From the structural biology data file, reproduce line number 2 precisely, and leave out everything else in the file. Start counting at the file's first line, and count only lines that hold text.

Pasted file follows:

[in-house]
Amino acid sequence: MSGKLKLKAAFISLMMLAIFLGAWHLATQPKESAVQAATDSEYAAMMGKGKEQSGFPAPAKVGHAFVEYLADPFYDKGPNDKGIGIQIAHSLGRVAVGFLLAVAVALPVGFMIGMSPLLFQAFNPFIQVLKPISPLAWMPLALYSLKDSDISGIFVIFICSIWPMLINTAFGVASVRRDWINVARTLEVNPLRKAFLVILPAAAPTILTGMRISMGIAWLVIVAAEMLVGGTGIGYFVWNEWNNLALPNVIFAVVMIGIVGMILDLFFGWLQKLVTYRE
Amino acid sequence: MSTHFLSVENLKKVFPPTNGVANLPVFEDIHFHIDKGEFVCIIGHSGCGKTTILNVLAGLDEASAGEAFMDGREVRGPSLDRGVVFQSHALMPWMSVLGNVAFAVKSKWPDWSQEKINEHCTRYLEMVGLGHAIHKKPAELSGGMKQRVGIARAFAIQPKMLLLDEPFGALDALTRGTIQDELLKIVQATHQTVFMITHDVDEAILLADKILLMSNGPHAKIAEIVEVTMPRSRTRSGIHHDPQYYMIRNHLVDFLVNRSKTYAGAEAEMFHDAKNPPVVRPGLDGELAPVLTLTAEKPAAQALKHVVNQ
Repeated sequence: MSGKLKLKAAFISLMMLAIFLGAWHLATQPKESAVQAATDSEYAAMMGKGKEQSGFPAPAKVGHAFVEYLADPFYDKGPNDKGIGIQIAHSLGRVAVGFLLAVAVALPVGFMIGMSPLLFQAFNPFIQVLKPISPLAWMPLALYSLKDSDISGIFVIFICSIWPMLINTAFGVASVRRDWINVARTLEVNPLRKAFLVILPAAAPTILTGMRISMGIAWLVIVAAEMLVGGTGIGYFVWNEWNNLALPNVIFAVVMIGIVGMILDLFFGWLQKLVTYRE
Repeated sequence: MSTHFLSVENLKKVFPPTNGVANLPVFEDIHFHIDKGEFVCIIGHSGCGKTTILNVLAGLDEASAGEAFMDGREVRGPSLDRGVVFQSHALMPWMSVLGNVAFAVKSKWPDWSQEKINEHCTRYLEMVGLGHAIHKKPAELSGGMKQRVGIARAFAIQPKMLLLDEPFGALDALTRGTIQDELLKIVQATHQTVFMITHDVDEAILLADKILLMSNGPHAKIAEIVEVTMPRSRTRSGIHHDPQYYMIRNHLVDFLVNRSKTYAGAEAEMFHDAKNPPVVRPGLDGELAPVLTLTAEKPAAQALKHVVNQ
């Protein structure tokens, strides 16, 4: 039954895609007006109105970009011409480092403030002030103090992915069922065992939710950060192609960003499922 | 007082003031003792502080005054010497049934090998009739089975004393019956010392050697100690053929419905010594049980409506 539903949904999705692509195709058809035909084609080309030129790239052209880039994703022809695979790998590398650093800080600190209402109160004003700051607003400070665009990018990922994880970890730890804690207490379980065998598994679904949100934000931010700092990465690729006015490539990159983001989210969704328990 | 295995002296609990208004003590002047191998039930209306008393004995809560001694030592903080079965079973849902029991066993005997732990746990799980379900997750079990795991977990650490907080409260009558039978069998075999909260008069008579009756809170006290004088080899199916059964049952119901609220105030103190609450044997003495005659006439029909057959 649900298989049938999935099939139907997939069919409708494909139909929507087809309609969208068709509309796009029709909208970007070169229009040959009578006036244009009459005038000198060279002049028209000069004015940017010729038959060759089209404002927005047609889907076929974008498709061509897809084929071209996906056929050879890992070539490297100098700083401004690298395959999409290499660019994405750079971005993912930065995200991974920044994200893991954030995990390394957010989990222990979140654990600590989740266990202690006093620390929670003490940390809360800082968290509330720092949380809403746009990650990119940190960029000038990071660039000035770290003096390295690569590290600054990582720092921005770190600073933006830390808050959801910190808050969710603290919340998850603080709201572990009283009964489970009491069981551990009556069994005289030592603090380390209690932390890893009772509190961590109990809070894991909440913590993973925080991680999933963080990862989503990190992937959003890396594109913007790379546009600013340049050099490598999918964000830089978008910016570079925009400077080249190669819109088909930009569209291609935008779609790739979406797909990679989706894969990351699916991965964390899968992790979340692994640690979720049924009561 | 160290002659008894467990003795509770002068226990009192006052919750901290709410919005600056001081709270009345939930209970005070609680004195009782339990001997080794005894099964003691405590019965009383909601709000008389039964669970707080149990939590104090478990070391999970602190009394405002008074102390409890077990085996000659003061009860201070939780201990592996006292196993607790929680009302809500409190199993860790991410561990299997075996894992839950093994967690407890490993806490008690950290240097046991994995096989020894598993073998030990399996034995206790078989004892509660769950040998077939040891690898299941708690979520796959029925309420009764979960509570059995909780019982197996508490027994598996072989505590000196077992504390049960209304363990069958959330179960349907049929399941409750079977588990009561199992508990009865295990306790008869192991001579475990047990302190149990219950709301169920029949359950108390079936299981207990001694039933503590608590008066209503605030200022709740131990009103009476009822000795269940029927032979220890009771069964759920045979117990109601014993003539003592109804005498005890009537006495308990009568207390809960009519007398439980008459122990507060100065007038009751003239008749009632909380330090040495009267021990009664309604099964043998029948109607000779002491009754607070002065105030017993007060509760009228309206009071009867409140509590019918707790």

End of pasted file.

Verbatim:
Amino acid sequence: MSGKLKLKAAFISLMMLAIFLGAWHLATQPKESAVQAATDSEYAAMMGKGKEQSGFPAPAKVGHAFVEYLADPFYDKGPNDKGIGIQIAHSLGRVAVGFLLAVAVALPVGFMIGMSPLLFQAFNPFIQVLKPISPLAWMPLALYSLKDSDISGIFVIFICSIWPMLINTAFGVASVRRDWINVARTLEVNPLRKAFLVILPAAAPTILTGMRISMGIAWLVIVAAEMLVGGTGIGYFVWNEWNNLALPNVIFAVVMIGIVGMILDLFFGWLQKLVTYRE